Month: October 2010

Total 19 Posts

Handle With Care

2012 Mar 09. This post references this task.

Greg Hitt put this image up in front of his class and couldn’t get them back:

So, anyways, they could see plain as day about the object’s motion, seeing the way that the vertical component of velocity goes towards zero, inspecting the horizontal component and seeing that it stays more or less the same. Again, the clarity of the image made it so they could see it, without me having to tell them. Good! Success! Time to move on! “Wait!” the kid yells. “Does he make the shot?

Sometimes the picture asks a question so loudly you have to answer it.

2011 Mar 09. Andrew Stadel:

Best quote from a kid: “Can we watch the video to see if he makes it?” No, we have to finish our graphs “It’s killing me. I gotta know!”

[PS] The Piano Lid

Geometry, Prentice Hall (Pearson), 2007, pg. 151

Pseudocontext

Kate Nowak gets out the knives and goes in:

I think Pearson knows that angles are hard to motivate. You would hope that the multi-jillion dollar conglomerate we paid multi-thousand dollars for books and associated peripherals would use all that money to help me. But they clearly punted on motivating angle measure. The lessons are dry and contextless and the exercises include this monstrosity.

  1. Yes people have to prop piano lids with sticks, but what could possibly happen that we would give a flip about the measures of those angles?
  2. The photo is not taken head-on. I bet that given angle isn’t even really 57 degrees.
  3. Superimposing a diagram of a triangle on a photo does not make it a real world application.
  4. Do “prop sticks” on all pianos intersect the lid at 90 degrees? Why? Is the prop-stick length and angle determined by the width of the piano? Yes, if the right angle is required, by hypotenuse-leg, and no, if it’s not, because it’s side-side-angle. I still don’t really care, but it’s at least a teeny bit more interesting.

Transcription:

The lid of a grand piano is held open by a prop stick whose length can vary, depending upon the effect desired. The longest prop stick makes angles as shown. What are the values of x and y?

A short prop stick makes the angles shown below. What are the values of a and b?

Assignment:

  1. Scan an example of pseudocontext.
  2. Email it to dan@mrmeyer.com
  3. List the textbook title, edition, and publisher.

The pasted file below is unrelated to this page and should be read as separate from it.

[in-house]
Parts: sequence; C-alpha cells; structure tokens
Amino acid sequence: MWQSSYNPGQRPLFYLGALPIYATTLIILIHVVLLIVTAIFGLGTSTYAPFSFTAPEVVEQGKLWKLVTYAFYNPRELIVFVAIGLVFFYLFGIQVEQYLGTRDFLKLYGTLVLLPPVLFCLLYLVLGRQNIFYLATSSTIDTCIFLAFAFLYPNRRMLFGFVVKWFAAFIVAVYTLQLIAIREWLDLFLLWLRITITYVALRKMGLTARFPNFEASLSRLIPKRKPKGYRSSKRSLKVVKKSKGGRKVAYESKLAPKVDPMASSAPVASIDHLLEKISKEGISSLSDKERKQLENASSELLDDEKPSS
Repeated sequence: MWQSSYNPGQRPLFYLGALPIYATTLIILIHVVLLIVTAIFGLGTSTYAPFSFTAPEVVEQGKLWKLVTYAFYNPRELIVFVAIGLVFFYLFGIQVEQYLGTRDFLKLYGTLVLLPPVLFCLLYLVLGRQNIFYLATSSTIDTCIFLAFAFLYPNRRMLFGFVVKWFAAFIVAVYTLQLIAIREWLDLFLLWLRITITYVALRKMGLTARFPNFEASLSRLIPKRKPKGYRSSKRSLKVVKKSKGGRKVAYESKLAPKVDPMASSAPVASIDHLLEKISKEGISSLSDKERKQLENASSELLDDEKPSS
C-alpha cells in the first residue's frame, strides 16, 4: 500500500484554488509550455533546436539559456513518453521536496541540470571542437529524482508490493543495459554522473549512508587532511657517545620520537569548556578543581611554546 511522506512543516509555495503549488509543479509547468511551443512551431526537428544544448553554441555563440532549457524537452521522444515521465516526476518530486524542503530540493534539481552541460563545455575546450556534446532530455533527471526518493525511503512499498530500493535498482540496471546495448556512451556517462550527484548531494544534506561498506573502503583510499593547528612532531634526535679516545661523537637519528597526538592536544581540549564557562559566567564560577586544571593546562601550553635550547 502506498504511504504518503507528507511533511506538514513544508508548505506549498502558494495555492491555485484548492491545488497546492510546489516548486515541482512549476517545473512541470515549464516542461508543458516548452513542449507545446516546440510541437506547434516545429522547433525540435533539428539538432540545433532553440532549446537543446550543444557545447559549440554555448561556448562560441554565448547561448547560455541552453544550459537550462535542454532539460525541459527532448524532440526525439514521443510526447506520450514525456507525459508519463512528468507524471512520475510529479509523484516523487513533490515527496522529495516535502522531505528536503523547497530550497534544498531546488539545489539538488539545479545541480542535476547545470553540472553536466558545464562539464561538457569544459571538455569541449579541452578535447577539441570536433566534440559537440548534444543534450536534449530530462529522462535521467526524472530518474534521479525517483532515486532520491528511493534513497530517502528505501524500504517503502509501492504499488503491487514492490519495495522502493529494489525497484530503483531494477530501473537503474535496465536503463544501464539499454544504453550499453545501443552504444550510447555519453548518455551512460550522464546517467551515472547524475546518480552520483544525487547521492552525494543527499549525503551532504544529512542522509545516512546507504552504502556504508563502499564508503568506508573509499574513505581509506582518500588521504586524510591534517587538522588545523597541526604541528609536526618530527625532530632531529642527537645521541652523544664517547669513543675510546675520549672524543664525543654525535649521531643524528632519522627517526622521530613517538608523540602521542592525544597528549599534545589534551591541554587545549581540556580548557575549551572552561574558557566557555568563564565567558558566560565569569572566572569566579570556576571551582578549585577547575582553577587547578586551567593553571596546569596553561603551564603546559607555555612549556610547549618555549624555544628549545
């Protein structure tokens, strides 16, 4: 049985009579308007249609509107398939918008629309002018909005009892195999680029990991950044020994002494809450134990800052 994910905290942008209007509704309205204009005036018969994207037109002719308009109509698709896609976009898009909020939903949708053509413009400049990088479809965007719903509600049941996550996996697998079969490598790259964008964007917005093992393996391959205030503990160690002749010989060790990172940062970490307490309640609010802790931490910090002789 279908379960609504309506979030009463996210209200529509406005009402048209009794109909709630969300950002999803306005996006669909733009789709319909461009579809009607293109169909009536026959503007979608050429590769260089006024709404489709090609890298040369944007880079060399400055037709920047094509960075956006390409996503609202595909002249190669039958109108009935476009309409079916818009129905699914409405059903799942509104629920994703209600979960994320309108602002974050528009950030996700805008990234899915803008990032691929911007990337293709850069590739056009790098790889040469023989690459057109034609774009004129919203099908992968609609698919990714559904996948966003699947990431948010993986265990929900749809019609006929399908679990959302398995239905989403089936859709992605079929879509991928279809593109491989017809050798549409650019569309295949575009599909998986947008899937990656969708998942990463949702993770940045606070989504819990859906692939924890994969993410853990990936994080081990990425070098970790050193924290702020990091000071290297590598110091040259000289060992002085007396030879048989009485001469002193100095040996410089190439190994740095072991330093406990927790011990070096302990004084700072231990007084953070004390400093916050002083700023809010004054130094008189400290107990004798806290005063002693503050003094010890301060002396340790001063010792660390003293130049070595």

4. Give me your interpretation of the term “pseudocontext.”
  5. Let me know if you’d like credit (name, blog or twitter) or if you’d prefer anonymity.

Scott McRhee

Scott is usually a lot more subtle than this, but he overplayed his hand this round, and tipped the table to his low regard for classroom teachers. I encourage my readers (and his, to the extent that we overlap) not to forget this. Fair to say I’ve succumbed to his kind of contempt in the past but it became obvious to me, not long after, that I had a) underestimated my colleagues, b) overestimated myself, and c) seriously overestimated the effectiveness of contempt as a precondition of reform.

WCYDWT: Polynomials

Ha ha. J/k. There isn’t a picture for polynomials. That’s insane. The question about polynomials comes up, though, especially when we give into the fiction that students can’t enjoy math for its own sake.

Let me highlight two positive externalities of WCYDWT, which is to say, benefits of WCYDWT that don’t limit themselves to the time that we are actually WCYDWT-ing:

  1. The class understands that non-standard approaches are awesome.
  2. The class understands that failure is useful, not shameful.

You can capture those benefits using traditional curriculum but you have to work a lot harder at it and if you stop working harder, you capture the negative externalities: students come to understand that math is a right or wrong endeavor in which “wrong” is an destination unto itself rather than just another waystation to “right.”

The last two years of my career I facilitated classes that were often fearless and creative. That meant this: if they were really confident with trinomials like x2 + 7x + 6, I didn’t have to lecture. I’d just write on the board: 2x2 + 7x + 6.

Which would offend them. You know, like, “how dare you bring that weak stuff in here, Meyer? You didn’t see what we just did to the last trinomials?”

Because they were creative and because failure had little stigma attached to it, students would start putting answers down. They’d experiment. In math. Worst case, maybe one of them would throw down (2x + 7)(x + 6) — just banging the numbers from the question together, hoping to see some sparks. She’d call me over and ask if it was correct. I’d tell her to check it. “You know how to multiply binomials.”

She’d see she missed it — 2x2 + 19x + 42 — but we’d notice she nailed the 2x2 — “keep that!” — and ask her to experiment some more. My role in class was to help condense and summarize the findings of student experimentation.

This is how you maintain the spirit of WCYDWT even for concepts that seem to defy the spirit of WCYDWT.

[PS] Guitar Hero

Algebra I (Illinois Edition), Prentice Hall, a Pearson subsidiary.

Pseudocontext

Is there anything inherent to buying an electric guitar that would lead to that equation ever?

[via Ryan Buck]

Transcription:

A music store sells a copy of a deluxe electric guitar for $295. This is $30 more than 1/3 the cost of the deluxe electric guitar it is modeled after. What is the cost of the deluxe electric guitar?

Assignment:

  1. Scan an example of pseudocontext.
  2. Email it to dan@mrmeyer.com
  3. List the textbook title, edition, and publisher.
  4. Give me your interpretation of the term “pseudocontext.”
  5. Let me know if you’d like credit (name, blog or twitter) or if you’d prefer anonymity.